As if corporate greed couldn’t get any worse, there are automobile manufacturers who are now attempting to charge car owners for the hardware already installed within their vehicles.
The idea is simple: Your car, connected to internet like every other thing in our modern lives, will have features behind a paywall that you can access via a subscription model. This could include a variety of different amenities, some of which are actually safety features.
Now, New Jersey is taking a stand against the practice.
Subscriptions for in-car services: Nobody seems to want them—besides automakers, of course. Paying a subscription for things like heated seats or remote start is something most people aren’t enthusiastic about. Luckily for them, neither are lawmakers in New Jersey. Two state legislators are proposing a bill that would ban car companies from “[offering consumers] a subscription service for any motor vehicle feature” that “utilizes components and hardware already installed on the motor vehicle at the time of purchase.” Yes, that would include a pre-installed heating element in a seat. In fact, that’s explicitly mentioned.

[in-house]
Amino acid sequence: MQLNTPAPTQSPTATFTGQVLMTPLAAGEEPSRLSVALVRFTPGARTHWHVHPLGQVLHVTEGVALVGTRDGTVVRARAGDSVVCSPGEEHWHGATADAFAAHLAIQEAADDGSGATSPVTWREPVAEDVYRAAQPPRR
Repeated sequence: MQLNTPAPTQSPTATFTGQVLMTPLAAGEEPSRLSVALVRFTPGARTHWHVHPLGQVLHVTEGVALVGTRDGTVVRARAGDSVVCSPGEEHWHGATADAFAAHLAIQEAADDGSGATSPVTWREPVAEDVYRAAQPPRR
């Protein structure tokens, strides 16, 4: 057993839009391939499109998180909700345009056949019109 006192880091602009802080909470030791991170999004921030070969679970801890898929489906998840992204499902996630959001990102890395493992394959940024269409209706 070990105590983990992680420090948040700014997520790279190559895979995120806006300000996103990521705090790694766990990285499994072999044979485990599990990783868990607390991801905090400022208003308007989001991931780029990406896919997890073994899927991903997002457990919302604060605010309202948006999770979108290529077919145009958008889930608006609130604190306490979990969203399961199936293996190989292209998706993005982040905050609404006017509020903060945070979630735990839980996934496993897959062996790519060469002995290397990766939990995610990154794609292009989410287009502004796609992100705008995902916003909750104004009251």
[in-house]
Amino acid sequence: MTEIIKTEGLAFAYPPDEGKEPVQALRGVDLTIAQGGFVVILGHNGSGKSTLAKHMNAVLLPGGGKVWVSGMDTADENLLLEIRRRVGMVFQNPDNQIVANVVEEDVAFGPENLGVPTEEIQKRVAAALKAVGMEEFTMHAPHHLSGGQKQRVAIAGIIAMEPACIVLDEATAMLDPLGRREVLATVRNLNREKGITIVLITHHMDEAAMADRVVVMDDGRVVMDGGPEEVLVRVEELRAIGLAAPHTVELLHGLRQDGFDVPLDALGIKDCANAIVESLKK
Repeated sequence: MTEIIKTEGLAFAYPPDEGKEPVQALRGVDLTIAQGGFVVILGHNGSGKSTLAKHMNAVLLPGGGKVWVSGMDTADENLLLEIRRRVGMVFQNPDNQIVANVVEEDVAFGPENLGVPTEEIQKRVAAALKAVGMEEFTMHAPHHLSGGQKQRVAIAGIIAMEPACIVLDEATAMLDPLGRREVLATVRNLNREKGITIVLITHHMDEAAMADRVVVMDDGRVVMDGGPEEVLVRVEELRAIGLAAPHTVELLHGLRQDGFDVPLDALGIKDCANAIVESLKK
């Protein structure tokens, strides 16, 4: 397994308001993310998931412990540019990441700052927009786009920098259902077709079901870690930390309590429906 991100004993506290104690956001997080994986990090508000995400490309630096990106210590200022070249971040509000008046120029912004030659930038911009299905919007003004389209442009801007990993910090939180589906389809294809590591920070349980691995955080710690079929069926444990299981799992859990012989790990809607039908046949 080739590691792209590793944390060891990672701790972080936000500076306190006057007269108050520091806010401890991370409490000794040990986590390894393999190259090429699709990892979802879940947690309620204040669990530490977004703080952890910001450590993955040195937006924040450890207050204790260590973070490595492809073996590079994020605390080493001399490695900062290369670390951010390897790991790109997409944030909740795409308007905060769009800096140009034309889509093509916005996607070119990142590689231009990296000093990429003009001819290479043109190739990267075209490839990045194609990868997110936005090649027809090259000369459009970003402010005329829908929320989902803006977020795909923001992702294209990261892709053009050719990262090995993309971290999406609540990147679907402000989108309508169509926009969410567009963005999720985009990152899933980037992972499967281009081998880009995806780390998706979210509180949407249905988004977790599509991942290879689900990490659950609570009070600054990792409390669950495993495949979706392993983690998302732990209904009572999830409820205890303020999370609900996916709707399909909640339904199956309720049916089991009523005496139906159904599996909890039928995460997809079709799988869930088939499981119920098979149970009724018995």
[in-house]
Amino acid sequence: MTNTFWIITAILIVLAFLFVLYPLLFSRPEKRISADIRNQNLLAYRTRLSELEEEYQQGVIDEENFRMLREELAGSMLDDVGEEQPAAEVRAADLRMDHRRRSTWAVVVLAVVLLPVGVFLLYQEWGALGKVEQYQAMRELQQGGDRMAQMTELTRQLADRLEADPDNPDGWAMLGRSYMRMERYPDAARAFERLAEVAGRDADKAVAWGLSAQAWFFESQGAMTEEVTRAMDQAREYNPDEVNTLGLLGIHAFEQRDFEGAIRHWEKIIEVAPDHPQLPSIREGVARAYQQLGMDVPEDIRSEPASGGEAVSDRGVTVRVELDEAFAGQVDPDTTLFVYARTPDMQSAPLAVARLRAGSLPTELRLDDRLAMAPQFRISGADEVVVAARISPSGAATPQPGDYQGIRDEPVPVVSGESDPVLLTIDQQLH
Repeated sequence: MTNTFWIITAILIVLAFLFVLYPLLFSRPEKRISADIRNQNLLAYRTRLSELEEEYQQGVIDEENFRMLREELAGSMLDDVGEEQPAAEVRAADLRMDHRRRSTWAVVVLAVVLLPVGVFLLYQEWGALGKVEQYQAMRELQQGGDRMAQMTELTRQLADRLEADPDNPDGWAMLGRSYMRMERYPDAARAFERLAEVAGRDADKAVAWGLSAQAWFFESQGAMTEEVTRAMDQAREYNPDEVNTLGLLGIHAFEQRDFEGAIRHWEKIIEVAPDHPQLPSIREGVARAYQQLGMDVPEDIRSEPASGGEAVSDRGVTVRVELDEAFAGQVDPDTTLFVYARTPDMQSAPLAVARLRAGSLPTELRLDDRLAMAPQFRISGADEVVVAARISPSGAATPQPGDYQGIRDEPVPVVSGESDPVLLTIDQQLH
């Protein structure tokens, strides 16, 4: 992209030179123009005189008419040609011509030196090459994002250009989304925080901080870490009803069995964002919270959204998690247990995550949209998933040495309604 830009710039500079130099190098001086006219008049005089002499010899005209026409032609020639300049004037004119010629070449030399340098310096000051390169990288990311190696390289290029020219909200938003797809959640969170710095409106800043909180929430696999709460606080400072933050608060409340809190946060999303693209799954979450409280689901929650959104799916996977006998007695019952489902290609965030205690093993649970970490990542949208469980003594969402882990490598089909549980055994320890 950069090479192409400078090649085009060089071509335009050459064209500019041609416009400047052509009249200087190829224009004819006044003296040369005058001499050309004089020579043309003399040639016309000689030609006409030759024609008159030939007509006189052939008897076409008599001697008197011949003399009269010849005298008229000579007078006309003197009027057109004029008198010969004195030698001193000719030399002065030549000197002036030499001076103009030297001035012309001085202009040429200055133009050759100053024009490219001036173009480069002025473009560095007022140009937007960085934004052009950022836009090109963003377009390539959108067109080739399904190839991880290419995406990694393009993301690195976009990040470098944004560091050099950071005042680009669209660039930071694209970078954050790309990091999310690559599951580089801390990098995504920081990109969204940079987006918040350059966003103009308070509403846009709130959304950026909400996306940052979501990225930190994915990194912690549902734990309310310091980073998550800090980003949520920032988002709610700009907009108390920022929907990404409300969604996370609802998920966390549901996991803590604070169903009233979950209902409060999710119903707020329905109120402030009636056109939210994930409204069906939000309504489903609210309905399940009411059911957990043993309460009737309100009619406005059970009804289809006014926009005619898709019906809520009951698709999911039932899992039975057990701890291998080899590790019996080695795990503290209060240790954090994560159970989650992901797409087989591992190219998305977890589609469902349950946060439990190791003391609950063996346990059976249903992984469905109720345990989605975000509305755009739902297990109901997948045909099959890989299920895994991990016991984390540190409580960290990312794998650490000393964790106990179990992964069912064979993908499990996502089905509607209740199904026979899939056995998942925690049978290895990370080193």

But there’s a catch.
The bill has one stipulation, however. The subscription would only be unlawful if there was no “ongoing expense to the dealer, manufacturer, or any third-party service provider.” In other words, if an automaker or other associated party can prove that it costs money to maintain the feature and/or service in question, then it’d be legally allowed. This would include services like OnStar and such.
Manufacturers who do not comply could be fined up to $20,000 per infraction.